The proprietary brews range from blond and pale ales to Hefeweizens and amber ales to porters and IPAs, as well as seasonal specialties like spring’s Rabbit Punch, which mingles toasty malt sweetness with citrusy hop flavor. And while RAM may be dedicated to accessible brews, those house-made beers have clinched a number of awards from the likes of the Great American Beer Festival, the North American Brewers Association, and the World Beer Cup. 

With craft beer flourishing, the 34-unit concept finds itself fighting against more competition than ever. Iverson believes craft beer will continue expanding market share, but that the market is saturated with too many options now. 

“Any time you have competition, you basically have two choices: You get better or you get worse. And we choose to get better,” he says. “I think the more boats in the water, the higher the lake becomes, but there is certainly too much right now. Craft beer as percent of market will continue to grow, but it will be consolidated into fewer hands. There’s simply no way that so many can survive.”

The brand, rooted in the Northwest and Midwest, continues to expand and now has locations in Idaho, Illinois, Indiana, Ohio, Oregon, and Washington. Yet RAM’s approach to growth has been measured. Iverson says management is comfortable opening a couple of new stores each year.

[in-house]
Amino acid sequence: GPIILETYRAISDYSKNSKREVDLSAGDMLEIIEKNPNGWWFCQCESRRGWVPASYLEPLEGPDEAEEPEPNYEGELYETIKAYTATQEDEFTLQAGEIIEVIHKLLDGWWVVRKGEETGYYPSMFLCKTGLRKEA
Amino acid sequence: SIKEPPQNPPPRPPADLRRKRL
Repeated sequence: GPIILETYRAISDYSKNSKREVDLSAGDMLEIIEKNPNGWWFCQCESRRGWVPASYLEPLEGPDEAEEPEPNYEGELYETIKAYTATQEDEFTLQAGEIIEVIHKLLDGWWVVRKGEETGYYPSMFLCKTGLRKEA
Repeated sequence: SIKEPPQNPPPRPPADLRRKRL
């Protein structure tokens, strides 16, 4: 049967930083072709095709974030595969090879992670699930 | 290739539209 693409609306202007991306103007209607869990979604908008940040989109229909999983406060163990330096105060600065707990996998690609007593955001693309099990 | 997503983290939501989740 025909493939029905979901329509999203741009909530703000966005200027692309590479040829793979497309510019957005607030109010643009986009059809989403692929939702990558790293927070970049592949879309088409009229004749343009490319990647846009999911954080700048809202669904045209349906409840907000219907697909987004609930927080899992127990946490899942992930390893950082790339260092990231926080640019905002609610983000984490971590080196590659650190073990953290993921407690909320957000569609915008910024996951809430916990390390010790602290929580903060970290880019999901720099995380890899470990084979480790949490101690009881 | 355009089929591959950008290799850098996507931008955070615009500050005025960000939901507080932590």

In 2016, the brand debuted three new locations, which created more internal pressure than he’d prefer. He’s most comfortable placing restaurants in suburban settings but generally avoids malls because they are saturated with competitors. “My vision is to be a great company. Whether that’s big or small, I don’t know and I don’t care,” Iverson says. “We’re pretty adept at growing and expanding. I think we do it well, and we tend to have fairly good success at picking new locations.”

In 2014, Iverson and his brother Dave—the other second-generation family member operating the company—announced they would offer some 2,000 employees shares of the company through an employee stock ownership program, or ESOP. Eligible employees receive shares of the company, which accumulate in retirement accounts, though the Iverson family still maintains a majority stake of the company.